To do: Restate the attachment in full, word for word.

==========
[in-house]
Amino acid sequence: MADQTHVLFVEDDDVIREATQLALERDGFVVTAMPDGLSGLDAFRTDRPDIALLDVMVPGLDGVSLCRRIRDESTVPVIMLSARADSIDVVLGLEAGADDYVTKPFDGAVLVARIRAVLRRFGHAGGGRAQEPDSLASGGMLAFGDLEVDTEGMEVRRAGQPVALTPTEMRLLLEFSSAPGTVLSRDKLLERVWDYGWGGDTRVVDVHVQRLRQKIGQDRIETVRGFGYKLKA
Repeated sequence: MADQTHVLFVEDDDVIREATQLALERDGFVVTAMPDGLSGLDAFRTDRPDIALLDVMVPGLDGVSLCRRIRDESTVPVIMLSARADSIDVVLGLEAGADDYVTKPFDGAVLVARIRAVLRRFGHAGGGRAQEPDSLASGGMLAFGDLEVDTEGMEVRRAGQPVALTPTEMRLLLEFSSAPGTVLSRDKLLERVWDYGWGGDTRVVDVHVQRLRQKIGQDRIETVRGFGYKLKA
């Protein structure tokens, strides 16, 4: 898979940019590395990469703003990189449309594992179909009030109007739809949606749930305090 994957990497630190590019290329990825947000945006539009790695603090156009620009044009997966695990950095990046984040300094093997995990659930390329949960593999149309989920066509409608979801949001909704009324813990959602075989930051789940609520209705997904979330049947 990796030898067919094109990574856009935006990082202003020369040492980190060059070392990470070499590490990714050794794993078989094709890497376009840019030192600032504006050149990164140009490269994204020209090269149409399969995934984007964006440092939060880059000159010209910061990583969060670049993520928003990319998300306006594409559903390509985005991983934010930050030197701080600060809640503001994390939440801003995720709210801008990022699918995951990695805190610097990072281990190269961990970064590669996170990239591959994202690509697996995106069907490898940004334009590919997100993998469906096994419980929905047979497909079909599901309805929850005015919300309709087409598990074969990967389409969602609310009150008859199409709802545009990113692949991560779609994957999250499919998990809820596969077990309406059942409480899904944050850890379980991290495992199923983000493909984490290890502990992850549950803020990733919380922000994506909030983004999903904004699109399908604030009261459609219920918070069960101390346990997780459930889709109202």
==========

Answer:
[in-house]
Amino acid sequence: MADQTHVLFVEDDDVIREATQLALERDGFVVTAMPDGLSGLDAFRTDRPDIALLDVMVPGLDGVSLCRRIRDESTVPVIMLSARADSIDVVLGLEAGADDYVTKPFDGAVLVARIRAVLRRFGHAGGGRAQEPDSLASGGMLAFGDLEVDTEGMEVRRAGQPVALTPTEMRLLLEFSSAPGTVLSRDKLLERVWDYGWGGDTRVVDVHVQRLRQKIGQDRIETVRGFGYKLKA
Repeated sequence: MADQTHVLFVEDDDVIREATQLALERDGFVVTAMPDGLSGLDAFRTDRPDIALLDVMVPGLDGVSLCRRIRDESTVPVIMLSARADSIDVVLGLEAGADDYVTKPFDGAVLVARIRAVLRRFGHAGGGRAQEPDSLASGGMLAFGDLEVDTEGMEVRRAGQPVALTPTEMRLLLEFSSAPGTVLSRDKLLERVWDYGWGGDTRVVDVHVQRLRQKIGQDRIETVRGFGYKLKA
């Protein structure tokens, strides 16, 4: 898979940019590395990469703003990189449309594992179909009030109007739809949606749930305090 994957990497630190590019290329990825947000945006539009790695603090156009620009044009997966695990950095990046984040300094093997995990659930390329949960593999149309989920066509409608979801949001909704009324813990959602075989930051789940609520209705997904979330049947 990796030898067919094109990574856009935006990082202003020369040492980190060059070392990470070499590490990714050794794993078989094709890497376009840019030192600032504006050149990164140009490269994204020209090269149409399969995934984007964006440092939060880059000159010209910061990583969060670049993520928003990319998300306006594409559903390509985005991983934010930050030197701080600060809640503001994390939440801003995720709210801008990022699918995951990695805190610097990072281990190269961990970064590669996170990239591959994202690509697996995106069907490898940004334009590919997100993998469906096994419980929905047979497909079909599901309805929850005015919300309709087409598990074969990967389409969602609310009150008859199409709802545009990113692949991560779609994957999250499919998990809820596969077990309406059942409480899904944050850890379980991290495992199923983000493909984490290890502990992850549950803020990733919380922000994506909030983004999903904004699109399908604030009261459609219920918070069960101390346990997780459930889709109202």